One day until election day.
First the scoreboard:
And now the top stories:
- The ISM non-manufacturing (or services) index fell to 54.2 in October from 55.1 a month ago. This was just shy of the 54.5 expected by economists. Any number above 50 signals expansion, so it was ultimately a positive report. However, it didn't move markets. But it's worth noting that it's the last major economic data point ahead of tomorrow's U.S. presidential election.
- Indeed, most of the chatter today was about the election. In a new piece for the Financial Times, Nomura's Richard Koo argued that Barack Obama's policies were the correct response to the recession. He pointed to Japan's experience of ill-timed deficit cuts, which caused horrendous deterioration in economic growth. Koo warned: "It is risky for politicians to explain but, until they make it clear that the economy will implode if everybody is saving and nobody is borrowing, public support for the necessary fiscal stimulus is likely to weaken, as seen during the past four years of the Obama administration."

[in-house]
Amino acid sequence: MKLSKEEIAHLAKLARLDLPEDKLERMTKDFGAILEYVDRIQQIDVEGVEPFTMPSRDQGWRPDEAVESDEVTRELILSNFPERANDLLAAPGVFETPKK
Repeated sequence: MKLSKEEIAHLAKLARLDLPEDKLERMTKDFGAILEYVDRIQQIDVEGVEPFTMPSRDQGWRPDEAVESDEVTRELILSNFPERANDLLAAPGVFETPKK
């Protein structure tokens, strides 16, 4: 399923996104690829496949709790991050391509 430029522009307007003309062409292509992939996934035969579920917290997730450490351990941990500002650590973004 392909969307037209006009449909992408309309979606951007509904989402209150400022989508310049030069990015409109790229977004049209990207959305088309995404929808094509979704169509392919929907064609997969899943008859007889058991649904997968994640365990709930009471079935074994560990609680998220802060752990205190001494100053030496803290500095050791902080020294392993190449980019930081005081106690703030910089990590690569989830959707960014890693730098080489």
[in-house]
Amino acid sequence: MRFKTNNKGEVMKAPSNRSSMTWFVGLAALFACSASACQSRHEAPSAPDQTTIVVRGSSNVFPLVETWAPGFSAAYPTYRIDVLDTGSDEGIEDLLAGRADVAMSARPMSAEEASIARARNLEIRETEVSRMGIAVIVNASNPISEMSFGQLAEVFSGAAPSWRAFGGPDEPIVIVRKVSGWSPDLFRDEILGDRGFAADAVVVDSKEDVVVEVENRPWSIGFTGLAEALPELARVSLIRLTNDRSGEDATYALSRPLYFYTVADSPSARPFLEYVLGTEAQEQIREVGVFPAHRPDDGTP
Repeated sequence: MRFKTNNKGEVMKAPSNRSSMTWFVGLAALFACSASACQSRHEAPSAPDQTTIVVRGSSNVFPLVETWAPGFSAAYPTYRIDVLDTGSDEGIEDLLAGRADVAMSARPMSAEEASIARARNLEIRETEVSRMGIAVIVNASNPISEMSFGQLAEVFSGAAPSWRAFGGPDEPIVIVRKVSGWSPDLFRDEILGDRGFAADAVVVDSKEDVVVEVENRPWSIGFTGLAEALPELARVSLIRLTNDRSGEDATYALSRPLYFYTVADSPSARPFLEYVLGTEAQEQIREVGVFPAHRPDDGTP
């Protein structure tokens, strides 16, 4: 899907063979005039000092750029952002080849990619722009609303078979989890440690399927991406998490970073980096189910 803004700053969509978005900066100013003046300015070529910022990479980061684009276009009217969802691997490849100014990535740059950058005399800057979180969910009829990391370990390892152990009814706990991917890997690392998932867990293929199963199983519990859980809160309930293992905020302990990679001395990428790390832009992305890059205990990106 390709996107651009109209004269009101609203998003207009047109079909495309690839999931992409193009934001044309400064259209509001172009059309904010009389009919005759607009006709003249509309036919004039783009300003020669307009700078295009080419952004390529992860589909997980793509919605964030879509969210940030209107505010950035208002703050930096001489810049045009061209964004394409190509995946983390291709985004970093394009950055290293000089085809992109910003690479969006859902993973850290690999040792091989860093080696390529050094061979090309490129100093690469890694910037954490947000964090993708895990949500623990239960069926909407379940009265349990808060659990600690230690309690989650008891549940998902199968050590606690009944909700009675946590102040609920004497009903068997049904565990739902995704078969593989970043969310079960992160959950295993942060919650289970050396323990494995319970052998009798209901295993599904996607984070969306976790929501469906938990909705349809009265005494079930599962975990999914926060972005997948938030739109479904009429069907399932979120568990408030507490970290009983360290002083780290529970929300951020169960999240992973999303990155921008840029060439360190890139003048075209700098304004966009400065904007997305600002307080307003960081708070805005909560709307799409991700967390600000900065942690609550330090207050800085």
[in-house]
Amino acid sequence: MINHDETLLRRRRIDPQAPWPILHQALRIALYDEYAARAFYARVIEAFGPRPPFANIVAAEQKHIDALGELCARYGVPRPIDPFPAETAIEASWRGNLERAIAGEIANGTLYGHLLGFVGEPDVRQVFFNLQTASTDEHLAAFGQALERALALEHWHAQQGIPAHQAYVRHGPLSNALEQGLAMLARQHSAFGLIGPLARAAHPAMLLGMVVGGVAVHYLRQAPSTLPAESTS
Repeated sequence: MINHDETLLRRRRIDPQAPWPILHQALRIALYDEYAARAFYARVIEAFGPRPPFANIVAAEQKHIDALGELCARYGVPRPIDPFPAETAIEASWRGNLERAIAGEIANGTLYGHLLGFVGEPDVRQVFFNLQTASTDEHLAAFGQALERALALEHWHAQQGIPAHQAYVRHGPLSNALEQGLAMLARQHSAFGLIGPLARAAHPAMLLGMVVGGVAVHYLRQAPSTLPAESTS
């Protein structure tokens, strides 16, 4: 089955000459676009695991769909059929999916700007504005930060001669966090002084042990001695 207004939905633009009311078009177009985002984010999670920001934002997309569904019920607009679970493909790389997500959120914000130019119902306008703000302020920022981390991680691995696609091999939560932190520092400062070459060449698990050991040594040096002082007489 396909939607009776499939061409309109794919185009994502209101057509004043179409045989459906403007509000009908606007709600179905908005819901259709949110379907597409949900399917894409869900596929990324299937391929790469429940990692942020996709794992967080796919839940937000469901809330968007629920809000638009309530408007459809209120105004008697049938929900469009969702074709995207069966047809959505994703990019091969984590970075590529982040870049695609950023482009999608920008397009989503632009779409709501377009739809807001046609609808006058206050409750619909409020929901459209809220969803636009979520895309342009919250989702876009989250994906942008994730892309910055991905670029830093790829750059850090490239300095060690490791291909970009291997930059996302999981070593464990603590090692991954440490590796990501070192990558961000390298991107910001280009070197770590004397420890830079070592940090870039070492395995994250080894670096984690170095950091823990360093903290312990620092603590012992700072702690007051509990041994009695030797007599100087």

- Most polls indicate that the race is close. However, most experts expect Barack Obama to win re-election. But in a his letter this morning, Dennis Gartman wrote that he expects Mitt Romney to win the election "quite handily."
- For many traders, it's not so much who wins the election. Rather, it could prove to be a disaster if the winner can't win by a decent margin. "The biggest political risk is the potential that the US result won‘t be known due to the combination of a tight election and re-count/mail-in issues in swing states," writes Citi's FX team. Art Cashin wrote about this in his Cashin's Comments this morning: "There is a broad hope among traders that the election is not close. With the divided state of the nation on lots of issues, a close result might be the worse outcome."
- According to a new Lundberg survey, gas prices posted their biggest drop two-week drop in four years. This was attributed to the huge drop in California gas prices and a drop in demand on the east coast due to Hurricane Sandy.
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